Internet is the paradigm of next generation communications. One of the wonders of Internet is that it allows to de-couple Services/Applications from the access network. e.g. Anyone still uses the email or hosting services from your broadband access supplier? Most people prefer these Services independent from the broadband provider. One may need to move to a new house or a new city, and it is better to change only your ISP if needed, than migrating your web page and your email account.

Most communication applications in the Internet world are global and independent of the access network. Social networks such as Facebook, photo sharing as Flickr, video sharing as YouTube, blogging as WordPress, and VoIP, such as Skype are global services we use to communicate with others, regardless their network access. Most of these applications reside in clouds accessible by any Internet Service Provider. The ISP just provides the pipes.

And services such as Skype or Fling post a threat to the voice business that telcos have (so far) managed to bundle with the pipe access. As Wireless Broadband becomes more and more available with EVDO, HSDPA and WiMAX, Mobile telcos will need to keep being imaginative to bundle voice minutes, as well as SMS before it is cannibalized by Instant Messaging over their own pipes.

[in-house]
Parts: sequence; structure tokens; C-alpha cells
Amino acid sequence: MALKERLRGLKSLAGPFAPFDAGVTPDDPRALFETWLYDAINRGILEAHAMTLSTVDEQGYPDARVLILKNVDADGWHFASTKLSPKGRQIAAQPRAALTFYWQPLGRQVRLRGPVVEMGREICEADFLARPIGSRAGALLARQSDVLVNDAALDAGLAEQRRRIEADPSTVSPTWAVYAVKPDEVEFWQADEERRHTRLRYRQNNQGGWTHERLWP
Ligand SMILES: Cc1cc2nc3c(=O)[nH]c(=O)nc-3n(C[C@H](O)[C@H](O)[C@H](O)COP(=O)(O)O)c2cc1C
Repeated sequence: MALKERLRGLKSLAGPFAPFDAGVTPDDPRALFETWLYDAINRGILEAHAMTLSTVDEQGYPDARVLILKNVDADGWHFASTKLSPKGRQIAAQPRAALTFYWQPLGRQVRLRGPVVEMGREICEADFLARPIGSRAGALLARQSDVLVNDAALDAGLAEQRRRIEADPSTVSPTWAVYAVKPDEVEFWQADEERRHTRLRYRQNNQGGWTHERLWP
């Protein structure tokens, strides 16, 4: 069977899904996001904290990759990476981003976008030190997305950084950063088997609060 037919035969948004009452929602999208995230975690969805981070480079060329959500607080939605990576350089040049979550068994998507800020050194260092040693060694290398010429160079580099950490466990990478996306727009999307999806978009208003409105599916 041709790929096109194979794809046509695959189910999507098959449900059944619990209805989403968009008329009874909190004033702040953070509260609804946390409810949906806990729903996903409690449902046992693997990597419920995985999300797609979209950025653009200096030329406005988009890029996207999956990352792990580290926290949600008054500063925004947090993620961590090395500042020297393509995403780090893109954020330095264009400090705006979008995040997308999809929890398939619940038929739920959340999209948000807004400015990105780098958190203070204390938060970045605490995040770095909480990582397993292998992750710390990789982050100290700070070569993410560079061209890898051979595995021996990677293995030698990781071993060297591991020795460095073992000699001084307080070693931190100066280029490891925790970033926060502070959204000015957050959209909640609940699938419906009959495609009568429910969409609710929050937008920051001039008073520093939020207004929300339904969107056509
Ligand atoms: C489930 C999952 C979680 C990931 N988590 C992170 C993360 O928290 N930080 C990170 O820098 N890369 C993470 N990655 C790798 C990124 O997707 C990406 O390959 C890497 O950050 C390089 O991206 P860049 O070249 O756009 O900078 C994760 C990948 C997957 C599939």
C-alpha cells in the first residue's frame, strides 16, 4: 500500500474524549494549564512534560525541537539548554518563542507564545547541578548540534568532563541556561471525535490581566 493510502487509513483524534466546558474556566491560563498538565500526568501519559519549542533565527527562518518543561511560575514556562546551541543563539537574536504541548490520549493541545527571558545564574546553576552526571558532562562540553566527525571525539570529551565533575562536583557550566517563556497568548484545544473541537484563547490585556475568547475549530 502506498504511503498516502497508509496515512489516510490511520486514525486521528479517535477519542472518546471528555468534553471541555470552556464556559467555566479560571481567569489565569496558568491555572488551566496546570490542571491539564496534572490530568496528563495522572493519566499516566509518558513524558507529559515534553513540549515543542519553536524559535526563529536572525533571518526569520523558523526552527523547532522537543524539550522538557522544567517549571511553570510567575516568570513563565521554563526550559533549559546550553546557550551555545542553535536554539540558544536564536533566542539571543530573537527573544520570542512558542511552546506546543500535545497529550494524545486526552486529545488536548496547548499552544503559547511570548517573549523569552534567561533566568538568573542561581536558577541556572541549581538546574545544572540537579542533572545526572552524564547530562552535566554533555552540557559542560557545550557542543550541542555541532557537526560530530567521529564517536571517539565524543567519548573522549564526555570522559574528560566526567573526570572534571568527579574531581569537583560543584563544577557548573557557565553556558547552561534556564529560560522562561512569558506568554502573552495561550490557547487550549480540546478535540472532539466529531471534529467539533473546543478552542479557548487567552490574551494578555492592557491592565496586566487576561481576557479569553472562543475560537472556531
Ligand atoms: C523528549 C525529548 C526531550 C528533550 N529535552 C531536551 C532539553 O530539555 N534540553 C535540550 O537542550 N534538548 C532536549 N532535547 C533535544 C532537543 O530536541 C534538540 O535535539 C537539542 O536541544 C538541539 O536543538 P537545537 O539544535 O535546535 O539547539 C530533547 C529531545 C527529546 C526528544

The broadband pipes are also used today by iTunes, Amazon Unbox or Hulu to distribute music, movies and TV shows. 

Tier 1 telcos, such as Telefonica, AT&T, Orange or SingTel have built an IPTV infrastructure allowing them to bundle Pay-TV, Voice and Broadband in a single offer. These telcos are capitalizing on current constraints such as content rights negotiated by country, high bandwidth required by TV and HDTV, and a complex Home Network environment, to provide a complete Service entirely managed by the telco.

As global players (such as iTunes or Google) start to negotiate contents for worldwide distribution, as pipes become more powerful, and as open devices get easier to manage by users, Telcos will need to re-think themselves to stop global players in clouds to relegate them to pure Pipes suppliers.

In a Telecom world of Clouds, Pipes and Toys (user devices), telcos will need to be smart and learn to play the Cloud game as well as allying with Toy makers to make their services more valuable than just Pipes.